The practice of Structuristic Art Studies is based on an easy to learn development of systematically interwoven layers of color. Especially as far as this technique is concerned, the teaching of Structuristic Art distinguishes itself from traditional styles and schools of painting.
The beginner learns how to handle different painting supplies (primarily acrylic paints, graphite, felt tip pens and colored pencils as well as oil paint crayons). In the past twenty years, the paint industry has further evolved, so that many of today’s acrylic paints are perfect for the use as base paints.
Students also familiarize themselves with the use of different brush and spatula techniques. Opaque components, transparent surfaces, previously existing ornaments and individually drawn patterns are processed step-by-step and layer by layer to interweave them with each other.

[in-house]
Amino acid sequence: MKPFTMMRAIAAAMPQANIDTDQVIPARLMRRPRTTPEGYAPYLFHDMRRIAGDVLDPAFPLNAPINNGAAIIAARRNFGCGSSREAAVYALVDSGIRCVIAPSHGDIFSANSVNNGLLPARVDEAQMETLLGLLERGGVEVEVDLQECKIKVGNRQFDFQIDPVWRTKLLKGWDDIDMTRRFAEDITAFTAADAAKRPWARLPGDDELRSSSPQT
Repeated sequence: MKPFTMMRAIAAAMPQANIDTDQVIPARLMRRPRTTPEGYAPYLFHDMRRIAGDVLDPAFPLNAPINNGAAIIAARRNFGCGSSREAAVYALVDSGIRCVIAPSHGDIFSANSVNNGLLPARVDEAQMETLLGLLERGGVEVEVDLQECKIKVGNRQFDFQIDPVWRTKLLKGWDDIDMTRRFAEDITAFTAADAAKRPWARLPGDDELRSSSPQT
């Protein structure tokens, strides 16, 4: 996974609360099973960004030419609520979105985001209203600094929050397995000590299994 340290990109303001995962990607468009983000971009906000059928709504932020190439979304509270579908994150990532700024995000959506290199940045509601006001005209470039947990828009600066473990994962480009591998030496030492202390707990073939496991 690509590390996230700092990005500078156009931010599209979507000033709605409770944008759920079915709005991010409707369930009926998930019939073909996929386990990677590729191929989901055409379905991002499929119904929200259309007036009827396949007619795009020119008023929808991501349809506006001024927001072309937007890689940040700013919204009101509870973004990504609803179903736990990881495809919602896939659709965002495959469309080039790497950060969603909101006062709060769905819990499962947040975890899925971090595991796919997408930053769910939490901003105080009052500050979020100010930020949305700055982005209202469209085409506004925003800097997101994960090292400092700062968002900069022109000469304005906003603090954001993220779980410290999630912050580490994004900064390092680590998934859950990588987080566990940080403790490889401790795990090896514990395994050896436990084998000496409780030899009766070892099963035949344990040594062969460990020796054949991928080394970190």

As the artist’s board absorbs the water content that remains in the paint during the painting process, the water eventually evaporates. The evaporation process creates microscopically tiny hollow areas through which the light can penetrate the paintings. As a result of this simple physical phenomenon, an effect of great depth and the one-of-a-kind illuminative quality of Structuristic paintings is created.
Given that the process of evaporation of the water molecules and ever more intricate light penetration continues for quite a long time, Structuristic works do not reach their greatest expressive force until years after their completion.
Thanks to this technique, highly interesting and very autonomous works can be created in a very short time.